Functionally abnormal monocytes in hypercholesterolemia.
We investigated some functions of monocytes from 20 type IIa hypercholesterolemic (HC) and five homozygous familial hypercholesterolemic (FH) patients. Monocytes from the HC patients contained as much cholesterol and formed as much thromboxane B2 in response to N-formyl-methionyl-leucyl-phenylalanine (fMLP) or calcium ionophore A23187 as those from normal individuals. In contrast, the generation of prostaglandin E2 and 6-ketoprostaglandin F1 alpha in response to these agonists was 1.5-3 times normal, and that of leukotriene B4 was 40-60% of the normal value (p < 0.05 for all). Studies in which the combination of fMLP or A23187 with sodium arachidonate were employed suggested that these abnormalities were independent of the availability of the endogenous substrate for the lipoxygenase or cyclooxygenase enzymes. Quantitatively and qualitatively comparable abnormalities were found in monocytes from the five FH patients, and these were little affected when the patients' plasma cholesterol levels were almost normalized by low density lipoprotein apheresis. In keeping with the abnormalities in the eicosanoid metabolism, monocytes from HC patients exhibited a defective ability (p < 0.05) to generate O2-, the extent of which was correlated with the impaired formation of leukotriene B4. On the other hand, adhesion studies indicated that patients' cells exhibited an abnormally high ability to adhere to glass (p < 0.01). These data indicate the presence of functionally abnormal monocytes in hypercholesterolemia and suggest a direction to be followed to understand the importance of such cells in the premature atherosclerosis that occurs in these patients.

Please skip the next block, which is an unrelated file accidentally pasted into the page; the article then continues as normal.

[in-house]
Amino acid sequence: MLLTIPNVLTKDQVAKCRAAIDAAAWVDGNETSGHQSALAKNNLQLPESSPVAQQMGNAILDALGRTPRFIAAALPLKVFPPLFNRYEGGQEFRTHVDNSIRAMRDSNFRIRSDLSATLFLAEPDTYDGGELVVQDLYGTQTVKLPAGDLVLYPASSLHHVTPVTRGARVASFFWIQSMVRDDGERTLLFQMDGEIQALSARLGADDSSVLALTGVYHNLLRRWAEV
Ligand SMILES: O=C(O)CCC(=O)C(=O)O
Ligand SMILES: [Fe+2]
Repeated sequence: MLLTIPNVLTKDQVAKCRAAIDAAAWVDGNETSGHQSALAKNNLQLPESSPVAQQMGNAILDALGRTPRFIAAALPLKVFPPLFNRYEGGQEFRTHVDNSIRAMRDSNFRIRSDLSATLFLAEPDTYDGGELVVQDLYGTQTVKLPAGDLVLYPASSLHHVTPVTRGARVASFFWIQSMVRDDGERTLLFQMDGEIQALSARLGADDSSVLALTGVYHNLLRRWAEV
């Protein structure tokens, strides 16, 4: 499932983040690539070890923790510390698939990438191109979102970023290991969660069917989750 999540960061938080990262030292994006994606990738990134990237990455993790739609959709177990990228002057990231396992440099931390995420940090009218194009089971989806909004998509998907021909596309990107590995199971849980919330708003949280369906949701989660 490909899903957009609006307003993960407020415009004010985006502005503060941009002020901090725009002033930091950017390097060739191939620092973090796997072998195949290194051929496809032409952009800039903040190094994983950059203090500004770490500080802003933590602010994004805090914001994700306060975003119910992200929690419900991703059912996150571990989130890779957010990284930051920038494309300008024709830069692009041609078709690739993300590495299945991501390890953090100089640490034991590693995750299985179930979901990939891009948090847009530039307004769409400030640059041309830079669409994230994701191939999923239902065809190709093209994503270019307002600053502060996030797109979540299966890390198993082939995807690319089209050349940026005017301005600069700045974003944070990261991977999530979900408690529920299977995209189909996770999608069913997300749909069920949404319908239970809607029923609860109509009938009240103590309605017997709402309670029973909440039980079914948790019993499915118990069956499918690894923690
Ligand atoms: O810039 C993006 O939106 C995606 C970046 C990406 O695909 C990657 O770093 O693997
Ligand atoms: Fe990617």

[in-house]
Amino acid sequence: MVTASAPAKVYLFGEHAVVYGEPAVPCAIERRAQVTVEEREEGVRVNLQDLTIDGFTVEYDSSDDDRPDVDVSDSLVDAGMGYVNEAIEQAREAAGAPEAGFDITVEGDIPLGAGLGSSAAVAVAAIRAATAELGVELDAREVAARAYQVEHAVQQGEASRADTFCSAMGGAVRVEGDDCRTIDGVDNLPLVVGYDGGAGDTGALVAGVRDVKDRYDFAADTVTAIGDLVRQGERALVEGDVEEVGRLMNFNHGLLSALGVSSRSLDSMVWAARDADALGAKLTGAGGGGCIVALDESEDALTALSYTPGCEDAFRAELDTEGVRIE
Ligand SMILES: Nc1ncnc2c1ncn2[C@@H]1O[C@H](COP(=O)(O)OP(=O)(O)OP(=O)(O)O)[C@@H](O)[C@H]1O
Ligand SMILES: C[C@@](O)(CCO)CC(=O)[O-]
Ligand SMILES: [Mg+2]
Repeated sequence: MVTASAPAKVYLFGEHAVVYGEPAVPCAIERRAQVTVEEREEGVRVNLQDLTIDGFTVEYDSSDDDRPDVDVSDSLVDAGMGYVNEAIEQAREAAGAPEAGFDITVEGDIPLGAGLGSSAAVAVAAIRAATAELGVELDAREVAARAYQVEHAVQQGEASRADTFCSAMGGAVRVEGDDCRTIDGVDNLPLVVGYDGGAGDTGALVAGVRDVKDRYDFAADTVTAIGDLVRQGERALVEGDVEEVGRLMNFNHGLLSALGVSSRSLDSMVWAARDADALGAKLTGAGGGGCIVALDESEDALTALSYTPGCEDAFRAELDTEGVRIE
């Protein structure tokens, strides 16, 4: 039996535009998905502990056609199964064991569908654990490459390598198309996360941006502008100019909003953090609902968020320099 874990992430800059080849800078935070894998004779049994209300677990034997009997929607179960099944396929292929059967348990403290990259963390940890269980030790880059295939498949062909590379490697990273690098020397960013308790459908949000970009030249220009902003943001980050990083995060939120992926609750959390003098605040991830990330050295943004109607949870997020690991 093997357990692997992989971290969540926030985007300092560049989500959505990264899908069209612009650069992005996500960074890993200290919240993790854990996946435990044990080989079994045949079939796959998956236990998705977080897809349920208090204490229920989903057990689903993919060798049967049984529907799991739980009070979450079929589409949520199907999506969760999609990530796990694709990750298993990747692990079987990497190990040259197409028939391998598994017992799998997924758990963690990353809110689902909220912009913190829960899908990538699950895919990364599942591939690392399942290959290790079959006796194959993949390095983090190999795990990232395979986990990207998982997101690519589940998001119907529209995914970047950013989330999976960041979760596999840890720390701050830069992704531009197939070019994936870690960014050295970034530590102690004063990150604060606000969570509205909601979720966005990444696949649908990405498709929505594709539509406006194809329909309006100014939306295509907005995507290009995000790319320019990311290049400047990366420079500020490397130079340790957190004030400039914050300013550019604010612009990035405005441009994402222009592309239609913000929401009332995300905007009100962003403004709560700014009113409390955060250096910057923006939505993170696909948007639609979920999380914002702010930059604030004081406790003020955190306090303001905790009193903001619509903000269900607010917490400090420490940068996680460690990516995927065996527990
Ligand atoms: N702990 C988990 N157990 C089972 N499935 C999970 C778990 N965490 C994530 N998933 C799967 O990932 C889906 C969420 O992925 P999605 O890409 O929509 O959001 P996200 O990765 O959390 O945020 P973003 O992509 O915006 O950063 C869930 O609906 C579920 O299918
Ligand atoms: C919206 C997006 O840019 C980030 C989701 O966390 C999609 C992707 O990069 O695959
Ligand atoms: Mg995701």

- Copyright © 1993 by American Heart Association